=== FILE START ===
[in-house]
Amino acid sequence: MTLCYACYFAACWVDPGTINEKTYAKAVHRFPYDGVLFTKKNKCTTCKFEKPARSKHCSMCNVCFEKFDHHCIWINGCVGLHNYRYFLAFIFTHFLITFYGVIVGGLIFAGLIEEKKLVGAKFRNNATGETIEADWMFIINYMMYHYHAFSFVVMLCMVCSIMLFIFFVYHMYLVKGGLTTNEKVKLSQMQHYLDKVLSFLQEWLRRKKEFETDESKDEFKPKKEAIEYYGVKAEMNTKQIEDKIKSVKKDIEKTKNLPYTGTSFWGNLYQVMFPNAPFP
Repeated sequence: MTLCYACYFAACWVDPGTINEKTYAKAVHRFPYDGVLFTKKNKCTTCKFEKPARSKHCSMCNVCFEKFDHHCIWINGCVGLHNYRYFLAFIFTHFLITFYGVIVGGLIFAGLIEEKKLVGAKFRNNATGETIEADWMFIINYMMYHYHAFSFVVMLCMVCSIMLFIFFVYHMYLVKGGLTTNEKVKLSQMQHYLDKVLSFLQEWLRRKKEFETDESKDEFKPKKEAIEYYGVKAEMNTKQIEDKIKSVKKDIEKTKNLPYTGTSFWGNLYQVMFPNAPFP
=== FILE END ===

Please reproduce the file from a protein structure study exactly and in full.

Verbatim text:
[in-house]
Amino acid sequence: MTLCYACYFAACWVDPGTINEKTYAKAVHRFPYDGVLFTKKNKCTTCKFEKPARSKHCSMCNVCFEKFDHHCIWINGCVGLHNYRYFLAFIFTHFLITFYGVIVGGLIFAGLIEEKKLVGAKFRNNATGETIEADWMFIINYMMYHYHAFSFVVMLCMVCSIMLFIFFVYHMYLVKGGLTTNEKVKLSQMQHYLDKVLSFLQEWLRRKKEFETDESKDEFKPKKEAIEYYGVKAEMNTKQIEDKIKSVKKDIEKTKNLPYTGTSFWGNLYQVMFPNAPFP
Repeated sequence: MTLCYACYFAACWVDPGTINEKTYAKAVHRFPYDGVLFTKKNKCTTCKFEKPARSKHCSMCNVCFEKFDHHCIWINGCVGLHNYRYFLAFIFTHFLITFYGVIVGGLIFAGLIEEKKLVGAKFRNNATGETIEADWMFIINYMMYHYHAFSFVVMLCMVCSIMLFIFFVYHMYLVKGGLTTNEKVKLSQMQHYLDKVLSFLQEWLRRKKEFETDESKDEFKPKKEAIEYYGVKAEMNTKQIEDKIKSVKKDIEKTKNLPYTGTSFWGNLYQVMFPNAPFP